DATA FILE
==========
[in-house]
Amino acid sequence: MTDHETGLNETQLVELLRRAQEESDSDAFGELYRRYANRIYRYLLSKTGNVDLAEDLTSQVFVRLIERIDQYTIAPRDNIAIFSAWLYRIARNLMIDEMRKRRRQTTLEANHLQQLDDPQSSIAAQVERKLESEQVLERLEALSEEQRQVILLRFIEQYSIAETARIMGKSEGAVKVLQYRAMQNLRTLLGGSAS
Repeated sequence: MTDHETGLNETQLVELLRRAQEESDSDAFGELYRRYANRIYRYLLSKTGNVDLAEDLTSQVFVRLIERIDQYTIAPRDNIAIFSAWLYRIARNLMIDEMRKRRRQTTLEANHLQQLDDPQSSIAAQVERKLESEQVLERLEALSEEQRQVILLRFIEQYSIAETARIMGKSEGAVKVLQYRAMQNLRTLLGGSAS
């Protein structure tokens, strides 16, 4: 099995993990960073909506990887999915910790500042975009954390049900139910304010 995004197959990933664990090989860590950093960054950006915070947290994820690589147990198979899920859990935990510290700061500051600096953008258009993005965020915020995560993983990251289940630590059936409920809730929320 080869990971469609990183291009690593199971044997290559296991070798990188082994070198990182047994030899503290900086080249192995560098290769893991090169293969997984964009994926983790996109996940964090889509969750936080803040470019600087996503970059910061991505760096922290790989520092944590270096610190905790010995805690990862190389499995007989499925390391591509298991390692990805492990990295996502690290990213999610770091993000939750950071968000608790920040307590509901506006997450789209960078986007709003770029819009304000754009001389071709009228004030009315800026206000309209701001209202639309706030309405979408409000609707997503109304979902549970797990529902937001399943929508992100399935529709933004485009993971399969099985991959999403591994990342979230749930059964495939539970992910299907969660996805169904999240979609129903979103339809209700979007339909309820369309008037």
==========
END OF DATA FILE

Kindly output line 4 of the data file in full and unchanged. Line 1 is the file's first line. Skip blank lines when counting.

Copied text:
């Protein structure tokens, strides 16, 4: 099995993990960073909506990887999915910790500042975009954390049900139910304010 995004197959990933664990090989860590950093960054950006915070947290994820690589147990198979899920859990935990510290700061500051600096953008258009993005965020915020995560993983990251289940630590059936409920809730929320 080869990971469609990183291009690593199971044997290559296991070798990188082994070198990182047994030899503290900086080249192995560098290769893991090169293969997984964009994926983790996109996940964090889509969750936080803040470019600087996503970059910061991505760096922290790989520092944590270096610190905790010995805690990862190389499995007989499925390391591509298991390692990805492990990295996502690290990213999610770091993000939750950071968000608790920040307590509901506006997450789209960078986007709003770029819009304000754009001389071709009228004030009315800026206000309209701001209202639309706030309405979408409000609707997503109304979902549970797990529902937001399943929508992100399935529709933004485009993971399969099985991959999403591994990342979230749930059964495939539970992910299907969660996805169904999240979609129903979103339809209700979007339909309820369309008037």